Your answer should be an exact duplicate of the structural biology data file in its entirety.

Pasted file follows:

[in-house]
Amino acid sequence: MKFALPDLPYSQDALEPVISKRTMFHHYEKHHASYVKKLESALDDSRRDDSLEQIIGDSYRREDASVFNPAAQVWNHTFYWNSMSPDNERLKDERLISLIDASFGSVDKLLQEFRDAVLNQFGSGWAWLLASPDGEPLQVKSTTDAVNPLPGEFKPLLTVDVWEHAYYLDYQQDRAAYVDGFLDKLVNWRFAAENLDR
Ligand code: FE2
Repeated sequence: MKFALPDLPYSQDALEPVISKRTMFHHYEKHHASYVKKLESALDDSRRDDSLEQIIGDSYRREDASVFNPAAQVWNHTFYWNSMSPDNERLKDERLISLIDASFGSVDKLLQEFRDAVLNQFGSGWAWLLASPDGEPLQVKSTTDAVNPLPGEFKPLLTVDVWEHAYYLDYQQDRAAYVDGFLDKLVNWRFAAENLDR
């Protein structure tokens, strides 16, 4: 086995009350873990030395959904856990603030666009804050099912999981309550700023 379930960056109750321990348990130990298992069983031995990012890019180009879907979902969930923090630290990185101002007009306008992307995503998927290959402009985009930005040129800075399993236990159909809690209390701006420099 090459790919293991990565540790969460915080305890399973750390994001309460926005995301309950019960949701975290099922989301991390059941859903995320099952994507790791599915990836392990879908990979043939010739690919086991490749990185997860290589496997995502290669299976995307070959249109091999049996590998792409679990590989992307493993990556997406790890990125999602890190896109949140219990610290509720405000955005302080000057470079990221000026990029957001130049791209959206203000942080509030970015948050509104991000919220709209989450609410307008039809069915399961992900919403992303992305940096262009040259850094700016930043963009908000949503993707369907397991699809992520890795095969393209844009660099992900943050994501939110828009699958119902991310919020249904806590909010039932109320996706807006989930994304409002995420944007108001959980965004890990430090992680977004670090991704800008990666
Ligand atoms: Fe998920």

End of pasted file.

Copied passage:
[in-house]
Amino acid sequence: MKFALPDLPYSQDALEPVISKRTMFHHYEKHHASYVKKLESALDDSRRDDSLEQIIGDSYRREDASVFNPAAQVWNHTFYWNSMSPDNERLKDERLISLIDASFGSVDKLLQEFRDAVLNQFGSGWAWLLASPDGEPLQVKSTTDAVNPLPGEFKPLLTVDVWEHAYYLDYQQDRAAYVDGFLDKLVNWRFAAENLDR
Ligand code: FE2
Repeated sequence: MKFALPDLPYSQDALEPVISKRTMFHHYEKHHASYVKKLESALDDSRRDDSLEQIIGDSYRREDASVFNPAAQVWNHTFYWNSMSPDNERLKDERLISLIDASFGSVDKLLQEFRDAVLNQFGSGWAWLLASPDGEPLQVKSTTDAVNPLPGEFKPLLTVDVWEHAYYLDYQQDRAAYVDGFLDKLVNWRFAAENLDR
């Protein structure tokens, strides 16, 4: 086995009350873990030395959904856990603030666009804050099912999981309550700023 379930960056109750321990348990130990298992069983031995990012890019180009879907979902969930923090630290990185101002007009306008992307995503998927290959402009985009930005040129800075399993236990159909809690209390701006420099 090459790919293991990565540790969460915080305890399973750390994001309460926005995301309950019960949701975290099922989301991390059941859903995320099952994507790791599915990836392990879908990979043939010739690919086991490749990185997860290589496997995502290669299976995307070959249109091999049996590998792409679990590989992307493993990556997406790890990125999602890190896109949140219990610290509720405000955005302080000057470079990221000026990029957001130049791209959206203000942080509030970015948050509104991000919220709209989450609410307008039809069915399961992900919403992303992305940096262009040259850094700016930043963009908000949503993707369907397991699809992520890795095969393209844009660099992900943050994501939110828009699958119902991310919020249904806590909010039932109320996706807006989930994304409002995420944007108001959980965004890990430090992680977004670090991704800008990666
Ligand atoms: Fe998920």